The purpose of the Town of Christiansburg Traffic Calming Program is to provide residential neighbor-hoods protection from excessive speeds and volumes of motor vehicles; increase safety, access, comfortand convenience for pedestrians, bicyclists, and motorists; and promote a partnership between Townstaff and neighborhood residents in the development of traffic calming measures.
The primary goal of traffic calming is to slow speeders in residential neighborhoods on streets classifiedas local. The focus is on subdivision streets. Certain collector streets that have many of thecharacteristics of local residential streets may also qualify for traffic calming measures.Other traffic calming goals include:
increasing the quality of life for residents and users;
incorporating the preferences and requirements of the households on the street(s), and/oradjacent intersection(s);
creating safe and attractive streets;
reducing the negative effects of motor vehicles on the environment, and
promoting pedestrian and cycle use.Traffic calming objectives include:
achieving slow speeds for motor vehicles,
reducing frequency and severity of accidents,
increasing the safety and the perception of safety for residents and non-vehicular users,
reducing the need for police enforcement,
enhancing the street environment (i.e., streetscape features), and
reducing cut-through motor vehicle traffic.It is important to note that traffic calming efforts generally slow traffic without restricting access.Although this program is intended for existing streets only, there is concern about preventing trafficproblems from developing on new subdivision streets. In its process for reviewing subdivisiondevelopment plans, the Town should identify and address potential traffic calming as well as othertraffic management concerns that may result from a new development. The review process shouldensure that the developer of a new subdivision place emphasis on and address the need to design streetgeometric concepts that make streets less desirable for speeding and cut-through traffic. In thesubdivision design review process, the Town should also exert its discretionary authority in applyinggeometric standards to discourage speeding and cut-through traffic. The Town should consider planning,enforcement, and transportation together in a comprehensive approach to managing residential traffic.Ideally, potential traffic calming concerns in new developments should be addressed with roadwaydesign geometry changes, especially roadway width (narrowing) and road curvature. In lieu of or inaddition to these geometric changes, traffic calming measures that generally serve to narrow the travelway include pavement markings which delineate parking, shoulder, or bike lanes, or mini-roundabouts,chokers, crosswalk refuges, and short medians. Subdivision developers should consult with the Townprior to submitting a plan specifying traffic calming measures on newly developed streets.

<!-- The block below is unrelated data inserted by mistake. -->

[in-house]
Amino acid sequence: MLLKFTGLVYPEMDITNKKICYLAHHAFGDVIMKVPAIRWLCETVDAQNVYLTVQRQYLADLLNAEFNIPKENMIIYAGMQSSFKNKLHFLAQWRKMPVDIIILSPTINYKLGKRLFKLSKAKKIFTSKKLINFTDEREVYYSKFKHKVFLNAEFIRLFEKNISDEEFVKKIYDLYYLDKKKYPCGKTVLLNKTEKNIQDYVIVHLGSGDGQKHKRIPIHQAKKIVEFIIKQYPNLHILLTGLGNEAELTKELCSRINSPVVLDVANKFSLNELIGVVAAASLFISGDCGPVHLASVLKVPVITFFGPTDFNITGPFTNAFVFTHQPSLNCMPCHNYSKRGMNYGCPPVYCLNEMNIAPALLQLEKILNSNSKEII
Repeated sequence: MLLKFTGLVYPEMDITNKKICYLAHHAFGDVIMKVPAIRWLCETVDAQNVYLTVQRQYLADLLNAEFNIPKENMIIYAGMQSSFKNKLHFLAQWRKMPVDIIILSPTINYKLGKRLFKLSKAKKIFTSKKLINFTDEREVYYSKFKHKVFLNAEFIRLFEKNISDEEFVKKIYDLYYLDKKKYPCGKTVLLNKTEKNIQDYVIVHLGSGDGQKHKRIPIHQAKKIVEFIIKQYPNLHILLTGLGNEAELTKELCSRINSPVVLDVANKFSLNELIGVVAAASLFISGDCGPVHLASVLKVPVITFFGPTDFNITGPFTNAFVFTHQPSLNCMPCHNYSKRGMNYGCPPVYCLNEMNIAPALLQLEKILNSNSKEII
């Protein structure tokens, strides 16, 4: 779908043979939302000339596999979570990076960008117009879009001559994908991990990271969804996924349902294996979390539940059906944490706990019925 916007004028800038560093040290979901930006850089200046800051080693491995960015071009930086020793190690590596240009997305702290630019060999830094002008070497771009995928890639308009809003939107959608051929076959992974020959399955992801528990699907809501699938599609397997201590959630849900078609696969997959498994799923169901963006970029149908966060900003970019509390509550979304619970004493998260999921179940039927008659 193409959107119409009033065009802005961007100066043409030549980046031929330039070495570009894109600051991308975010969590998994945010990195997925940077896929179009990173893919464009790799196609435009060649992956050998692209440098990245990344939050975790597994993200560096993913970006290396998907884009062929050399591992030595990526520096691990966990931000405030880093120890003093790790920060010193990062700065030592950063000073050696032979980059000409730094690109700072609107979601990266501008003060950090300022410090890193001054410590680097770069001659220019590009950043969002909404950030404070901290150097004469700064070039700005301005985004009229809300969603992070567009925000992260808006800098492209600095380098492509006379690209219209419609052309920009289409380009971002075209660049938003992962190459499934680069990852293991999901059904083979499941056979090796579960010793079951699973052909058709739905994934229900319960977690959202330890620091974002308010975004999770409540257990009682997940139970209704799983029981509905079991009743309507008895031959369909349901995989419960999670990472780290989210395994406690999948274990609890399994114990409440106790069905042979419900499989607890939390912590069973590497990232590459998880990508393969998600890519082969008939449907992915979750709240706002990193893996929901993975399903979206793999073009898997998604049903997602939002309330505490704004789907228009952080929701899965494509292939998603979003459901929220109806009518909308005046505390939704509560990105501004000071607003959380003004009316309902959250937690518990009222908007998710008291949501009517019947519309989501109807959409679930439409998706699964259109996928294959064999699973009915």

85th percentile speed 
- The speed at or below which 85% of the vehicles are moving.